Now Embiid will sit the second game of a back-to-back set and Okafor will be thrust into the starting lineup, as the Sixers try to deal with Boston big man Al Horford. 

Horford, the Celtics' prized free-agent acquisition, is coming off his best game so far for his new team. He recorded 26 points, eight rebounds and six blocks in the Celtics' 97-92 win over the Kings on Friday.

2. Little big man
Even with Horford coming off a productive performance, the Sixers' game plan against the Celtics has to focus on slowing down Isaiah Thomas.

The 5-foot-9 guard continues to put up big numbers in the scoring department. Despite his shooting percentages taking a dip this season, Thomas still ranks ninth in the NBA with a career-high 25.7 points per game. 

And even though he is a willing passer (averaging a career-high-tying 6.3 assists), expect Thomas to try and score early and often against the Sixers. After all, the reserve-turned-All-Star has put up 21.5 points per game against the Sixers during his career, his highest mark against any opponent.

3. Dial up the long-distance defense
The Sixers need to be aware of Thomas and just about all of his teammates when they toe that three-point line.

The Celtics rank fifth in the league in three-pointers attempted (31.1), three-pointers made (11.3) and eighth in three-point percentage (36.3) per game.

The C's have four players shooting above 40 percent from beyond the arc, and perhaps a bit surprising, three of them are big men. Jonas Jerebko (46.4 percent), Horford (42.4 percent) and Amir Johnson (40.0 percent) have all been on target from long range.

4. Injuries
Robert Covington (knee) and Jerryd Bayless (wrist) are both questionable. Embiid (rest), Nerlens Noel (knee) and Ben Simmons (foot) are out for the Sixers.

The Celtics have no players listed on the injury report.

5. This and that
• The Sixers have lost five games in a row overall and eight straight to the Celtics.

• The Celtics rank 25th in rebounding with 42.2 a night.

• Dario Saric had two points Friday against the Magic and has failed to reach double digits in scoring five of his last six games.

Sixers, Magic get glimpse into future with young talent on full display

Sixers, Magic get glimpse into future with young talent on full display

The Sixers' 105-88 loss to the Magic on Friday was not the game to watch for those looking for competitive basketball, as the Magic needed just three quarters to put the game out of reach (see Instant Replay).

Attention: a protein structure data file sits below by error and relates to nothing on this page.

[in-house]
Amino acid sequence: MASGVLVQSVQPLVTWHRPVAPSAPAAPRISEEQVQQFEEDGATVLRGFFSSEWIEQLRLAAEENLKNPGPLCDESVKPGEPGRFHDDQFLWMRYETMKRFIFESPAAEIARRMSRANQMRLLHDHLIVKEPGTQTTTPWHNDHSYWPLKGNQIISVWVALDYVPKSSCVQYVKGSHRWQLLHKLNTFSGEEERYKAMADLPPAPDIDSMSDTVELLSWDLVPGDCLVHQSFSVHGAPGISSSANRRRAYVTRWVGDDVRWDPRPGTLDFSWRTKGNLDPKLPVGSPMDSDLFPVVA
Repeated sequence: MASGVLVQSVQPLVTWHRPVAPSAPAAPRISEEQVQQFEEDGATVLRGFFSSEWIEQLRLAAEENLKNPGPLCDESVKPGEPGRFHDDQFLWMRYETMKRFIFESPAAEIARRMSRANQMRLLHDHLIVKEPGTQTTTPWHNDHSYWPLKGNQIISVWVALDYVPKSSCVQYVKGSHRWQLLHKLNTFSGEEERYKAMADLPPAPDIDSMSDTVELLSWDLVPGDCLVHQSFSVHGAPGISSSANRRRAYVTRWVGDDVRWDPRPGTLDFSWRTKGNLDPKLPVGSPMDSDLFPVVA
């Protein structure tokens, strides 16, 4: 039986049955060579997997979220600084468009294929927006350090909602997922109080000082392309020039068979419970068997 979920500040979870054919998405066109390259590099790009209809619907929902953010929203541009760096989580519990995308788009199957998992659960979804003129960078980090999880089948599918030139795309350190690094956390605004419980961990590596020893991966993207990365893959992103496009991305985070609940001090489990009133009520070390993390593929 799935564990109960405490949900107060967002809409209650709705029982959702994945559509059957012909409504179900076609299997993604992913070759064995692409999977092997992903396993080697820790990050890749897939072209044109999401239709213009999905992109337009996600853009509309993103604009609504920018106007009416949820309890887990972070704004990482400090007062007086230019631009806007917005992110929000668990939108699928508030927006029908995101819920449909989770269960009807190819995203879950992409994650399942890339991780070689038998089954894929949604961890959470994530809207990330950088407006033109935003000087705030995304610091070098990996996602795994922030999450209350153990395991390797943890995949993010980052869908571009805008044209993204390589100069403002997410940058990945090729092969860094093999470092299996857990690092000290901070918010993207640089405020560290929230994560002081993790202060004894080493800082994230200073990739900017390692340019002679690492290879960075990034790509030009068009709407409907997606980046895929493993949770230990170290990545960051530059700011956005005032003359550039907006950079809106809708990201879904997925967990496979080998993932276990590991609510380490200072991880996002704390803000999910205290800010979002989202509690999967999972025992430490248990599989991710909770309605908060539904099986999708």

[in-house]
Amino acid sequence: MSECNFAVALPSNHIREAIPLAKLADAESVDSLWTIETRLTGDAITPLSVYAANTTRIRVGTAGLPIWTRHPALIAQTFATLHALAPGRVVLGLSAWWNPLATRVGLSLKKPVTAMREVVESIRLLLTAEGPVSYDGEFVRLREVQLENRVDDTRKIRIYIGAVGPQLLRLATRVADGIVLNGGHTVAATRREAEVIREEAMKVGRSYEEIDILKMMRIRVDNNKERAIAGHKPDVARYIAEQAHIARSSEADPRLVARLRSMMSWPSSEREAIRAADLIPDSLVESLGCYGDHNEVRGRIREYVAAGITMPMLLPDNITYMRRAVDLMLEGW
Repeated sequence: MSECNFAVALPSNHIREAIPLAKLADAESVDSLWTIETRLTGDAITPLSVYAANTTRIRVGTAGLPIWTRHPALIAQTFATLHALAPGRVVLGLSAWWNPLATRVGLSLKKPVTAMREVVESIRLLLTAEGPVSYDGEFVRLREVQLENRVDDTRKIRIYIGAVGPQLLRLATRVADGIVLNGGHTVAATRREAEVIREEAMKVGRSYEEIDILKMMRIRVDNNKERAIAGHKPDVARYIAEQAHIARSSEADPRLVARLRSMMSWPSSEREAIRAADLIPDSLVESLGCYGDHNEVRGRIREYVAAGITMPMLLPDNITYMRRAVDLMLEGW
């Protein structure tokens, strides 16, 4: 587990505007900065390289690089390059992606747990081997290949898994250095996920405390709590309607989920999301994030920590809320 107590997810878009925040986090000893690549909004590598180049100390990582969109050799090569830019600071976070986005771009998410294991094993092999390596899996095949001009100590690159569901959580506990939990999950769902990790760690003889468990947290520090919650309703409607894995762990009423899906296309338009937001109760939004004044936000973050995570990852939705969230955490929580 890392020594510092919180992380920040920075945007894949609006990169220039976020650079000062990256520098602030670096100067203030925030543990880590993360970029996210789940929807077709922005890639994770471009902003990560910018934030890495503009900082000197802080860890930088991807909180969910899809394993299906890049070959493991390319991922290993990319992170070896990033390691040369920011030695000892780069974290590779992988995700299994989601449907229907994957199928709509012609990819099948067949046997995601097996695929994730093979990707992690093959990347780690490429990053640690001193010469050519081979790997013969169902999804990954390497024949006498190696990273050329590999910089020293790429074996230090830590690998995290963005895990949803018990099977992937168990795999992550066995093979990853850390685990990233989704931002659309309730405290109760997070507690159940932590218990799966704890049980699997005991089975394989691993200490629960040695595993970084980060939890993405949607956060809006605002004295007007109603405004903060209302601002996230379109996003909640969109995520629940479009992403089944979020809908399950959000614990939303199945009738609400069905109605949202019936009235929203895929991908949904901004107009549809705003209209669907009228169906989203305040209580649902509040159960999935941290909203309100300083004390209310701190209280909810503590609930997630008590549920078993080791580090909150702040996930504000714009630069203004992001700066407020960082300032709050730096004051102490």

What the game did have was some of the NBA’s top young talent.

Friday night featured six first-round picks from the 2014 NBA draft. Joel Embiid (No. 3), Aaron Gordon (No. 4), Nik Stauskas (No. 8), Elfrid Payton (No. 10) and Dario Saric (No. 12) were all lottery selections in 2014.

Add in Sixers center Jahlil Okafor and Magic guard Mario Hezonja, who were both top-five picks in 2015, and that’s seven top-12 picks from the last three draft classes, not even counting the injured Ben Simmons.

“Basketball’s a small world, you grow up playing these guys," Gordon said of the Sixers. "Those guys are talented. They have a young group of guys that are going to get better and better each time they play.”

Though he played only 27 minutes, Embiid finished the game with 25 points and 10 rebounds to go along with four assists for the Sixers (see story). Okafor had a double-double of his own, adding 16 points and 13 rebounds.

Gordon, who is averaging 9.9 points and 4.5 rebounds per game, led the Magic with 20 points and also added two rebounds.

“He did pretty good,” Embiid said of Gordon. “He shot the ball pretty well tonight.”

The other four lottery selections struggled a bit. Payton played 24 minutes and finished with two points and four assists, while Hezonja missed both of his shot attempts in just three minutes of playing time.

Stauskas went scoreless, going 0 for 6 from the floor, finishing with five assists and three turnovers, while Saric went 1 for 5 from the field and turned the ball over twice

“It’s just about being patient, really,” Stauskas said. “We know our time will come eventually. It’s just about being patient and continuing to work hard, whether it’s next year or the year after, eventually things are going to click and this team is going to become a legit playoff team in the East, it’s just a matter of time before it happens.”

Even with a plethora of top-round talent, the Magic have struggled over the past two seasons, much like the Sixers. Orlando hadn't won more than 25 games in a season since 2012-13 before going 35-47 last year.

Despite the abundance of talent, both teams are waiting for their players to develop. Both the Sixers and Magic entered Friday’s game among the bottom four teams in the Eastern Conference. If their draft choices pan out, it wouldn't be surprising to see the two teams closer to the top of the conference and right in the thick of the playoff race in a few years. 

“Eventually they’re going to get there,” Magic center Bismack Biyombo said of the Sixers. “Like all young teams, you go through struggles before you face success. That’s just how life is. They have to learn the hard way. We’ve all been through the process like that but you always have to stay patient and see a great future ahead. Obviously they have a lot of talented kids that sooner or later, they’ll know more about the league and establish themselves.”